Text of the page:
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Mortality Risk Associated with Haloperidol Use Compared with Other Antipsychotics: An 11-Year Population-Based Propensity-Score-Matched Cohort Study

Abstract

Background

Haloperidol remains a frequently prescribed first-generation antipsychotic. However, haloperidol-associated mortality risk by all causes, cardiovascular disease (CVD), and pneumonia compared with other antipsychotics is unknown.

Objective

This study investigated the mortality risk associated with long-term haloperidol treatment versus that with other antipsychotics.

Methods

We identified incident antipsychotic users from 2004 to 2014 in the Clinical Data Analysis and Reporting System (CDARS), a population-based clinical database managed by the Hong Kong Hospital Authority. We included patients who were aged ≥ 18 and received antipsychotics for any indication apart from terminal illnesses or management of acute behavioural disturbance. Patients on haloperidol and other antipsychotic agents (risperidone, quetiapine, olanzapine, chlorpromazine, aripiprazole, sulpiride, amisulpride, or trifluoperazine) were matched by propensity score. Hazard ratios (HRs) for all-cause mortality and death due to CVD and pneumonia were estimated with 95% confidence intervals (CIs) using a Cox proportional hazards model.

Results

In total, 136,593 users of antipsychotics were included. During a mean follow-up of 3.2 years, the incidence of all-cause mortality ranged from 186.8/1000 person-years for haloperidol to 10.4/1000 person-years for trifluoperazine. The risk of all-cause mortality was lower with non-haloperidol antipsychotics than with haloperidol, with HRs ranging from 0.68 (95% CI 0.64–0.72 [chlorpromazine]) to 0.43 (95% CI 0.36–0.53 [trifluoperazine]). Risperidone, quetiapine, sulpiride, chlorpromazine, aripiprazole, and trifluoperazine were associated with a significantly lower risk of pneumonia-related mortality. A significantly lower risk of CVD mortality was observed for risperidone, sulpiride, chlorpromazine, and quetiapine.

Conclusion

Haloperidol was associated with increased overall mortality when compared with other antipsychotics in long-term follow-up. Treatment with haloperidol should be carefully considered, especially in older patients and patients at risk of CVD or pneumonia, since the risk of death appears to be lower with non-haloperidol agents.

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Acknowledgements

The authors thank the Accident and Emergency Department and the Department of Pharmacy, Queen Elizabeth Hospital (Dr. Stephen Yeung Chi Yeung, Dr. Gordon Wong, Dr. Wilson Leung, Mr. Howard Yip Ho Wah, Mr. Wong Chi Yip, Mr. Johnson Tse, Dr. Karen Chan Kin Ling), and Dr. LP Leung (Emergency Medicine Unit, The University of Hong Kong) for their contribution to the study design. We thank Ms. Lisa Lam for editing and proof-reading.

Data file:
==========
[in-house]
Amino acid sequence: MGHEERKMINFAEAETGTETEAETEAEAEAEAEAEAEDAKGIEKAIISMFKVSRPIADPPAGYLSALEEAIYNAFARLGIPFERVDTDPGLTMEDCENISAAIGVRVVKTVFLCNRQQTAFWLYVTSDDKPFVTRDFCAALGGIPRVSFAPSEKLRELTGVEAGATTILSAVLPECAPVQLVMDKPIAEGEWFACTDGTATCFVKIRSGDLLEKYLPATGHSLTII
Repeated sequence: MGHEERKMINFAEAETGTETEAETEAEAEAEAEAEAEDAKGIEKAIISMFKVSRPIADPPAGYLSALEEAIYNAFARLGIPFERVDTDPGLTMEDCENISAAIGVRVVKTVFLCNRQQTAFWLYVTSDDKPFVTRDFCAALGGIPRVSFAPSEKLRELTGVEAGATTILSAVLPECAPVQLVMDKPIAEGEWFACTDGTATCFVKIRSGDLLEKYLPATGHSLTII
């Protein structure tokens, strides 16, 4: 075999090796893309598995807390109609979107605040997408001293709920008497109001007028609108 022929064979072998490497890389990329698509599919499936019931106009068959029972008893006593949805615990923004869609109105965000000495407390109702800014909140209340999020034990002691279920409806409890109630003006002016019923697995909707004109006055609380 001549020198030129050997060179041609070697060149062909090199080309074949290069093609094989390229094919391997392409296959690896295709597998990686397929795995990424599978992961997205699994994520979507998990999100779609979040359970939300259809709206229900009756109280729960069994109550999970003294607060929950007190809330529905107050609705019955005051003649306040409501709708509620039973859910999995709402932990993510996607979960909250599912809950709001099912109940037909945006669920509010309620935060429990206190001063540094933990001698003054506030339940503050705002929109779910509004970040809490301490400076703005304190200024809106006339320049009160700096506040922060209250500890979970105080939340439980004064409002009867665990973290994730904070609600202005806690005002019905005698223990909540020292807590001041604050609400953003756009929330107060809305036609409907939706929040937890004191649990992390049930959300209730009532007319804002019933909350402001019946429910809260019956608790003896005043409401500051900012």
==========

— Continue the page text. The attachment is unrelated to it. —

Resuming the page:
Author information

Correspondence to Esther W. Chan.

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Funding

This study was supported by the General Research Fund, Research Grants Council, Hong Kong (project reference 17111615) and partially funded by the Early Career Scheme, Research Grants Council, Hong Kong (project reference 789813). The funders had no role in the design, analysis, interpretation, or publication of this study.

Conflict of interest

All authors declare that no other support has been received from any organization for the submitted work; no other financial relationships exist with any organizations that might have an interest in the submitted work in the previous 3 years; no other relationships exist or activities have been undertaken that could appear to have influenced the submitted study. KSJL was formerly employed by the University of Hong Kong, where most of the work was completed, and is currently employed by MRL, MSD China at submission. Outside the submitted work, AYSW has received Institutional Strategic Support Fund 3 Pump Priming Grant, and is currently supported by British Heart Foundation Immediate Postdoctoral Basic Science Research Fellowship. EWC has received research funding from the Wellcome Trust, UK; the National Natural Science Fund of China, China; The Hong Kong Research Grants Council, The Research Fund Secretariat of the Food and Health Bureau, the Narcotics Division of the Security Bureau of HKSAR, Hong Kong; Bristol-Myers Squibb, Pfizer, Bayer, and Janssen, a division of Johnson & Johnson, and Takeda for work unrelated to this study. ICKW has received grants from the Research Grants Council (RGC, Hong Kong), the Innovative Medicines Initiative (IMI), Shire, Janssen-Cilag, Eli-Lily, Pfizer, Bayer, and the European Union FP7 program outside the submitted work; is a member of the National Institute for Health and Care Excellence (NICE) ADHD guideline group and the British Association for Psychopharmacology ADHD guideline group; and an advisor to Shire. EYHC has completed work for Otsuka, Janssen, and DSK Biopharma. FMCB, WCC, EHML, and JEB have no conflicts of interest that are directly relevant to the content of this article.

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Lao, K.S.J., Wong, A.Y.S., Wong, I.C.K. et al. Mortality Risk Associated with Haloperidol Use Compared with Other Antipsychotics: An 11-Year Population-Based Propensity-Score-Matched Cohort Study. CNS Drugs 34, 197–206 (2020). https://doi.org/10.1007/s40263-019-00693-5

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